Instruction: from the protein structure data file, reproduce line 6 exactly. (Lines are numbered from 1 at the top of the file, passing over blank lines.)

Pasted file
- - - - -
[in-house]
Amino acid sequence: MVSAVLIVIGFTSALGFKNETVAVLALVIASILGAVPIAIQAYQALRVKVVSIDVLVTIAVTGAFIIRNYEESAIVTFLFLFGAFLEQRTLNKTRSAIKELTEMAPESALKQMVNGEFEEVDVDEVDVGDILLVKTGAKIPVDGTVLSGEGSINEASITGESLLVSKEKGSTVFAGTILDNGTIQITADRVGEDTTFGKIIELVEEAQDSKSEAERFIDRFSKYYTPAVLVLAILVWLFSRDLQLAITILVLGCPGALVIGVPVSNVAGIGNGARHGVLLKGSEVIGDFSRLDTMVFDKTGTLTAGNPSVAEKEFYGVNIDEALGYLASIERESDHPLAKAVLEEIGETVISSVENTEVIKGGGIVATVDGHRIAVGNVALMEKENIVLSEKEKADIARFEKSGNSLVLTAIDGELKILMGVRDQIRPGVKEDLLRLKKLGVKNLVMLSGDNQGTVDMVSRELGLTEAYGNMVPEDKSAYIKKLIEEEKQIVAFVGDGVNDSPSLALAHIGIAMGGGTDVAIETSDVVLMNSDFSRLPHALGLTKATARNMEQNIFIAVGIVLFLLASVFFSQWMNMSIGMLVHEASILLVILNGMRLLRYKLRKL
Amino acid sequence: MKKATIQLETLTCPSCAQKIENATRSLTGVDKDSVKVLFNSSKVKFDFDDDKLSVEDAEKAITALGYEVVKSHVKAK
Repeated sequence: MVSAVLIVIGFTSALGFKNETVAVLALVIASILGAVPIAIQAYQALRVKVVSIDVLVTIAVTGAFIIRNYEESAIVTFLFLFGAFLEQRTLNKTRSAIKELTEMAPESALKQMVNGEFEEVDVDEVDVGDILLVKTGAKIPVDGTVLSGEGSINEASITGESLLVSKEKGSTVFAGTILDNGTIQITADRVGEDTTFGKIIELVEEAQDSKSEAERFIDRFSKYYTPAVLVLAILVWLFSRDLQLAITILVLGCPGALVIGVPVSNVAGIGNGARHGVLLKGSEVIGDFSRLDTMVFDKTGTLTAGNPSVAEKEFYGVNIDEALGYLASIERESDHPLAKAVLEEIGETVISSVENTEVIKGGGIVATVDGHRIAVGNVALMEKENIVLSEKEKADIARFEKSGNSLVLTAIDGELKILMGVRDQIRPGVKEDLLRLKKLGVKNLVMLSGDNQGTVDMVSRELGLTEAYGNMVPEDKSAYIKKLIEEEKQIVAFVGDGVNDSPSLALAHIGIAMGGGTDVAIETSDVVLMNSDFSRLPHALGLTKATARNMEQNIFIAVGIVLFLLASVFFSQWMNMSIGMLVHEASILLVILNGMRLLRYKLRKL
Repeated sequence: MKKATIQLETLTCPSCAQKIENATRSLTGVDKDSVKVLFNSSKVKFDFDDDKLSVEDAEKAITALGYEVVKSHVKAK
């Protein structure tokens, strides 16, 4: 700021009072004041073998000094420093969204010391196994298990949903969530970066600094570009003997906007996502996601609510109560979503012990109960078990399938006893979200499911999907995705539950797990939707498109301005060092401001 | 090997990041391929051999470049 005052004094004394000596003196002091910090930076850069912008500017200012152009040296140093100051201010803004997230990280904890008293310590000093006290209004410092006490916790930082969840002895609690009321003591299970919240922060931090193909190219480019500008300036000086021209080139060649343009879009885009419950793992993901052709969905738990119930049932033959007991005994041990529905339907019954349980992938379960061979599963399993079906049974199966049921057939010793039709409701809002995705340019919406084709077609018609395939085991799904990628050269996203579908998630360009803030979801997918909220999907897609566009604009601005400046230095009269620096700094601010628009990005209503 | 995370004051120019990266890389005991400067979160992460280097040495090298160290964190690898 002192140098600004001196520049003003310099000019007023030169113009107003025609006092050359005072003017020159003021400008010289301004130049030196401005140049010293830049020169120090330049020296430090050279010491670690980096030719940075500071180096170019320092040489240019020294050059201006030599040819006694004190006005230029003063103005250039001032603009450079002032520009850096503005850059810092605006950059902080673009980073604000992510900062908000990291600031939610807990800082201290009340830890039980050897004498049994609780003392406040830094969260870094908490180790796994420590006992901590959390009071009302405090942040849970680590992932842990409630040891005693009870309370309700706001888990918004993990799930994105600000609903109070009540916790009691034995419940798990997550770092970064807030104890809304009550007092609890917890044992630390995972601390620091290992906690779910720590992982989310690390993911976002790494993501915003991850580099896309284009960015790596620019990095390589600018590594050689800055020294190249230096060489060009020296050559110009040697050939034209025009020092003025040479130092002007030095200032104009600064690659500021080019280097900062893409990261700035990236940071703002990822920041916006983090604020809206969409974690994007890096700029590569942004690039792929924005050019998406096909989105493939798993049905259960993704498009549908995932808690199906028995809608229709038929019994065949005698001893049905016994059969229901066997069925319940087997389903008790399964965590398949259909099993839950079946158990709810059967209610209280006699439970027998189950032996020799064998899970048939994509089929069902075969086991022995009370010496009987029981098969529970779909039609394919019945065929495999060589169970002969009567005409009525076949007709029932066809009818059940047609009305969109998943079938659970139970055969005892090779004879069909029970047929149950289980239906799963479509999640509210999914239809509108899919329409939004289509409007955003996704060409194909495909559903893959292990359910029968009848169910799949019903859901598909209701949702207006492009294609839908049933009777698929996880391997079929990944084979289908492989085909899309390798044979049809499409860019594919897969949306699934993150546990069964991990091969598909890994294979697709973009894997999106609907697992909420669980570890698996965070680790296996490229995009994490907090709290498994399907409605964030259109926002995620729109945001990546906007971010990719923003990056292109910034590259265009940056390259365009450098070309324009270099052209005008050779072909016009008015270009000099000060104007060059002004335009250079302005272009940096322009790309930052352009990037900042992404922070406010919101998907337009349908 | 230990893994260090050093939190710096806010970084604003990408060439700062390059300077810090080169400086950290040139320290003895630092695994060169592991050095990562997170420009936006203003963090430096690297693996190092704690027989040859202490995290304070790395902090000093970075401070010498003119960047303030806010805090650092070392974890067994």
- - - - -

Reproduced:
């Protein structure tokens, strides 16, 4: 700021009072004041073998000094420093969204010391196994298990949903969530970066600094570009003997906007996502996601609510109560979503012990109960078990399938006893979200499911999907995705539950797990939707498109301005060092401001 | 090997990041391929051999470049 005052004094004394000596003196002091910090930076850069912008500017200012152009040296140093100051201010803004997230990280904890008293310590000093006290209004410092006490916790930082969840002895609690009321003591299970919240922060931090193909190219480019500008300036000086021209080139060649343009879009885009419950793992993901052709969905738990119930049932033959007991005994041990529905339907019954349980992938379960061979599963399993079906049974199966049921057939010793039709409701809002995705340019919406084709077609018609395939085991799904990628050269996203579908998630360009803030979801997918909220999907897609566009604009601005400046230095009269620096700094601010628009990005209503 | 995370004051120019990266890389005991400067979160992460280097040495090298160290964190690898 002192140098600004001196520049003003310099000019007023030169113009107003025609006092050359005072003017020159003021400008010289301004130049030196401005140049010293830049020169120090330049020296430090050279010491670690980096030719940075500071180096170019320092040489240019020294050059201006030599040819006694004190006005230029003063103005250039001032603009450079002032520009850096503005850059810092605006950059902080673009980073604000992510900062908000990291600031939610807990800082201290009340830890039980050897004498049994609780003392406040830094969260870094908490180790796994420590006992901590959390009071009302405090942040849970680590992932842990409630040891005693009870309370309700706001888990918004993990799930994105600000609903109070009540916790009691034995419940798990997550770092970064807030104890809304009550007092609890917890044992630390995972601390620091290992906690779910720590992982989310690390993911976002790494993501915003991850580099896309284009960015790596620019990095390589600018590594050689800055020294190249230096060489060009020296050559110009040697050939034209025009020092003025040479130092002007030095200032104009600064690659500021080019280097900062893409990261700035990236940071703002990822920041916006983090604020809206969409974690994007890096700029590569942004690039792929924005050019998406096909989105493939798993049905259960993704498009549908995932808690199906028995809608229709038929019994065949005698001893049905016994059969229901066997069925319940087997389903008790399964965590398949259909099993839950079946158990709810059967209610209280006699439970027998189950032996020799064998899970048939994509089929069902075969086991022995009370010496009987029981098969529970779909039609394919019945065929495999060589169970002969009567005409009525076949007709029932066809009818059940047609009305969109998943079938659970139970055969005892090779004879069909029970047929149950289980239906799963479509999640509210999914239809509108899919329409939004289509409007955003996704060409194909495909559903893959292990359910029968009848169910799949019903859901598909209701949702207006492009294609839908049933009777698929996880391997079929990944084979289908492989085909899309390798044979049809499409860019594919897969949306699934993150546990069964991990091969598909890994294979697709973009894997999106609907697992909420669980570890698996965070680790296996490229995009994490907090709290498994399907409605964030259109926002995620729109945001990546906007971010990719923003990056292109910034590259265009940056390259365009450098070309324009270099052209005008050779072909016009008015270009000099000060104007060059002004335009250079302005272009940096322009790309930052352009990037900042992404922070406010919101998907337009349908 | 230990893994260090050093939190710096806010970084604003990408060439700062390059300077810090080169400086950290040139320290003895630092695994060169592991050095990562997170420009936006203003963090430096690297693996190092704690027989040859202490995290304070790395902090000093970075401070010498003119960047303030806010805090650092070392974890067994």